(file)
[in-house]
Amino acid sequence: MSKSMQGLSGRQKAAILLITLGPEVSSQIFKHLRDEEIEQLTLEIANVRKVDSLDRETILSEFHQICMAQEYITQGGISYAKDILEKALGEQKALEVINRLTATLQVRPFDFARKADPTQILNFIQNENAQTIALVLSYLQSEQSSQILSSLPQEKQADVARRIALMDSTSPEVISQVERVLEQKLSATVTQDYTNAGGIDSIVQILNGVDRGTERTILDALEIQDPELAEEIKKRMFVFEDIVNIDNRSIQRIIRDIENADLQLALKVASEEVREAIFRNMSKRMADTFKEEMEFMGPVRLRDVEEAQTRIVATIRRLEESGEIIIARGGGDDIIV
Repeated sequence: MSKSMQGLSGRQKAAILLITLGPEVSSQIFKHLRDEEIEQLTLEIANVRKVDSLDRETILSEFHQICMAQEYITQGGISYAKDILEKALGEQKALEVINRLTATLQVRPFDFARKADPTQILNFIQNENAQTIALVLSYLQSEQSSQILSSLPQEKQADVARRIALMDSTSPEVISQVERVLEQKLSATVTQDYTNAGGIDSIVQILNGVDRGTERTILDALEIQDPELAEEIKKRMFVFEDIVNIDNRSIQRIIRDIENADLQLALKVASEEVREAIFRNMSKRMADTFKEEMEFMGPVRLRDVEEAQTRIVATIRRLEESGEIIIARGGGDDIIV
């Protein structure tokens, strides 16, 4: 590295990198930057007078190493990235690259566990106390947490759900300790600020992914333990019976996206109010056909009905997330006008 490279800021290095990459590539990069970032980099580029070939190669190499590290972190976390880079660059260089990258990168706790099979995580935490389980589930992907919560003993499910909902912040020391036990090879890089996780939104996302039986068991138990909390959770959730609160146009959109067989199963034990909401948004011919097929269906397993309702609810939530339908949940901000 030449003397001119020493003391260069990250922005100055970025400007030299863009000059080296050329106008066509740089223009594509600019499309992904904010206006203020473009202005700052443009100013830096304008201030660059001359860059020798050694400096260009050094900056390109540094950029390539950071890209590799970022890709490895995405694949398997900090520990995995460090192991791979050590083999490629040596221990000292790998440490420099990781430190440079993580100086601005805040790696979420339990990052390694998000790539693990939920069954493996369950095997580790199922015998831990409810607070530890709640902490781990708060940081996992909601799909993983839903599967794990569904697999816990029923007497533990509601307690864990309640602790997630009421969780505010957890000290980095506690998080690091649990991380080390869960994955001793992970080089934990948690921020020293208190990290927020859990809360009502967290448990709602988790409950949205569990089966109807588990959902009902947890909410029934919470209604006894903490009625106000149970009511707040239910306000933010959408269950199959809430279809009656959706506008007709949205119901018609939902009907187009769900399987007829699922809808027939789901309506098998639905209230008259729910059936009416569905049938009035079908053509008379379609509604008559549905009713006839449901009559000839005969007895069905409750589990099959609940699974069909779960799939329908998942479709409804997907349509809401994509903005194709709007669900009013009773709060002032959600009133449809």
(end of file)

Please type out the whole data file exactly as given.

[in-house]
Amino acid sequence: MSKSMQGLSGRQKAAILLITLGPEVSSQIFKHLRDEEIEQLTLEIANVRKVDSLDRETILSEFHQICMAQEYITQGGISYAKDILEKALGEQKALEVINRLTATLQVRPFDFARKADPTQILNFIQNENAQTIALVLSYLQSEQSSQILSSLPQEKQADVARRIALMDSTSPEVISQVERVLEQKLSATVTQDYTNAGGIDSIVQILNGVDRGTERTILDALEIQDPELAEEIKKRMFVFEDIVNIDNRSIQRIIRDIENADLQLALKVASEEVREAIFRNMSKRMADTFKEEMEFMGPVRLRDVEEAQTRIVATIRRLEESGEIIIARGGGDDIIV
Repeated sequence: MSKSMQGLSGRQKAAILLITLGPEVSSQIFKHLRDEEIEQLTLEIANVRKVDSLDRETILSEFHQICMAQEYITQGGISYAKDILEKALGEQKALEVINRLTATLQVRPFDFARKADPTQILNFIQNENAQTIALVLSYLQSEQSSQILSSLPQEKQADVARRIALMDSTSPEVISQVERVLEQKLSATVTQDYTNAGGIDSIVQILNGVDRGTERTILDALEIQDPELAEEIKKRMFVFEDIVNIDNRSIQRIIRDIENADLQLALKVASEEVREAIFRNMSKRMADTFKEEMEFMGPVRLRDVEEAQTRIVATIRRLEESGEIIIARGGGDDIIV
């Protein structure tokens, strides 16, 4: 590295990198930057007078190493990235690259566990106390947490759900300790600020992914333990019976996206109010056909009905997330006008 490279800021290095990459590539990069970032980099580029070939190669190499590290972190976390880079660059260089990258990168706790099979995580935490389980589930992907919560003993499910909902912040020391036990090879890089996780939104996302039986068991138990909390959770959730609160146009959109067989199963034990909401948004011919097929269906397993309702609810939530339908949940901000 030449003397001119020493003391260069990250922005100055970025400007030299863009000059080296050329106008066509740089223009594509600019499309992904904010206006203020473009202005700052443009100013830096304008201030660059001359860059020798050694400096260009050094900056390109540094950029390539950071890209590799970022890709490895995405694949398997900090520990995995460090192991791979050590083999490629040596221990000292790998440490420099990781430190440079993580100086601005805040790696979420339990990052390694998000790539693990939920069954493996369950095997580790199922015998831990409810607070530890709640902490781990708060940081996992909601799909993983839903599967794990569904697999816990029923007497533990509601307690864990309640602790997630009421969780505010957890000290980095506690998080690091649990991380080390869960994955001793992970080089934990948690921020020293208190990290927020859990809360009502967290448990709602988790409950949205569990089966109807588990959902009902947890909410029934919470209604006894903490009625106000149970009511707040239910306000933010959408269950199959809430279809009656959706506008007709949205119901018609939902009907187009769900399987007829699922809808027939789901309506098998639905209230008259729910059936009416569905049938009035079908053509008379379609509604008559549905009713006839449901009559000839005969007895069905409750589990099959609940699974069909779960799939329908998942479709409804997907349509809401994509903005194709709007669900009013009773709060002032959600009133449809």